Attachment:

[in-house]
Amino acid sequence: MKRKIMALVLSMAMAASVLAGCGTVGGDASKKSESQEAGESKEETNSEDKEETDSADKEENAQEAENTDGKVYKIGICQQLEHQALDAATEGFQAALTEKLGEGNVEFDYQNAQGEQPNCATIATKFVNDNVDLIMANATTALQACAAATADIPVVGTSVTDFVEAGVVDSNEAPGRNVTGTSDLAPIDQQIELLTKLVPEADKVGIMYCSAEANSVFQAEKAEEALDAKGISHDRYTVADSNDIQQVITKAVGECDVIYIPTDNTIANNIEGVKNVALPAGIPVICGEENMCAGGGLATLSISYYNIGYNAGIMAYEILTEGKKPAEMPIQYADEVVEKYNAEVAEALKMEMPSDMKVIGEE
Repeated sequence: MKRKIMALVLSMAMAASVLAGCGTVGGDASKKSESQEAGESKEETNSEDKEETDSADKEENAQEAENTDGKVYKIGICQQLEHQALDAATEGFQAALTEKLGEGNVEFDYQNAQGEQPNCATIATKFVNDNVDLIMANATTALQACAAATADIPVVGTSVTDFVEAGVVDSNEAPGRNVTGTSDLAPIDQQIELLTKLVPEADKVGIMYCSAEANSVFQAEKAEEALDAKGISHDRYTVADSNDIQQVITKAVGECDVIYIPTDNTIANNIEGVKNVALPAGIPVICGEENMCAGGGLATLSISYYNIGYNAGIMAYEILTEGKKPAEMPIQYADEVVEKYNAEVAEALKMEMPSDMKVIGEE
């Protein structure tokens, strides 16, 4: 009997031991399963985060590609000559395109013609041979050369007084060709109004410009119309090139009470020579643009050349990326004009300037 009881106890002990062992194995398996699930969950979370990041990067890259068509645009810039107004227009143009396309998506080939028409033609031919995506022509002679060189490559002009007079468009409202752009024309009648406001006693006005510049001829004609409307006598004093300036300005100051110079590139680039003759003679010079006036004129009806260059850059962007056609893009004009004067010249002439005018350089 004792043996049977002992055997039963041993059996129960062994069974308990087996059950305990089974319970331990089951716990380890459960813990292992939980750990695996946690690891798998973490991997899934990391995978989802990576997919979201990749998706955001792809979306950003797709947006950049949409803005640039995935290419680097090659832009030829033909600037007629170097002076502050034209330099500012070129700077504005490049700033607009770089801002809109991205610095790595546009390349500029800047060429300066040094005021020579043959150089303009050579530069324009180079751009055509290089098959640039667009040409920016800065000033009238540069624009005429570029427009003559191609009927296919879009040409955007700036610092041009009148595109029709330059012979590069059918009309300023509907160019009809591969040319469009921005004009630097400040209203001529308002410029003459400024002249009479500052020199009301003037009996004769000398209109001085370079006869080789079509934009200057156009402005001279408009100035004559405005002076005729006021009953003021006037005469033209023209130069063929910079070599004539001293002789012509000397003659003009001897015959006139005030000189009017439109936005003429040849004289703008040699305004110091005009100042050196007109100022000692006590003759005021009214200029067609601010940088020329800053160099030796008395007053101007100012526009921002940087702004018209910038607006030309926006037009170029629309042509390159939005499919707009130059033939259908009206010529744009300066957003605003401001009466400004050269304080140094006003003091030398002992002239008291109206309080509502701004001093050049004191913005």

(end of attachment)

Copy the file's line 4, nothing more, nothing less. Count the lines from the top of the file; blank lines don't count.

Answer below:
């Protein structure tokens, strides 16, 4: 009997031991399963985060590609000559395109013609041979050369007084060709109004410009119309090139009470020579643009050349990326004009300037 009881106890002990062992194995398996699930969950979370990041990067890259068509645009810039107004227009143009396309998506080939028409033609031919995506022509002679060189490559002009007079468009409202752009024309009648406001006693006005510049001829004609409307006598004093300036300005100051110079590139680039003759003679010079006036004129009806260059850059962007056609893009004009004067010249002439005018350089 004792043996049977002992055997039963041993059996129960062994069974308990087996059950305990089974319970331990089951716990380890459960813990292992939980750990695996946690690891798998973490991997899934990391995978989802990576997919979201990749998706955001792809979306950003797709947006950049949409803005640039995935290419680097090659832009030829033909600037007629170097002076502050034209330099500012070129700077504005490049700033607009770089801002809109991205610095790595546009390349500029800047060429300066040094005021020579043959150089303009050579530069324009180079751009055509290089098959640039667009040409920016800065000033009238540069624009005429570029427009003559191609009927296919879009040409955007700036610092041009009148595109029709330059012979590069059918009309300023509907160019009809591969040319469009921005004009630097400040209203001529308002410029003459400024002249009479500052020199009301003037009996004769000398209109001085370079006869080789079509934009200057156009402005001279408009100035004559405005002076005729006021009953003021006037005469033209023209130069063929910079070599004539001293002789012509000397003659003009001897015959006139005030000189009017439109936005003429040849004289703008040699305004110091005009100042050196007109100022000692006590003759005021009214200029067609601010940088020329800053160099030796008395007053101007100012526009921002940087702004018209910038607006030309926006037009170029629309042509390159939005499919707009130059033939259908009206010529744009300066957003605003401001009466400004050269304080140094006003003091030398002992002239008291109206309080509502701004001093050049004191913005």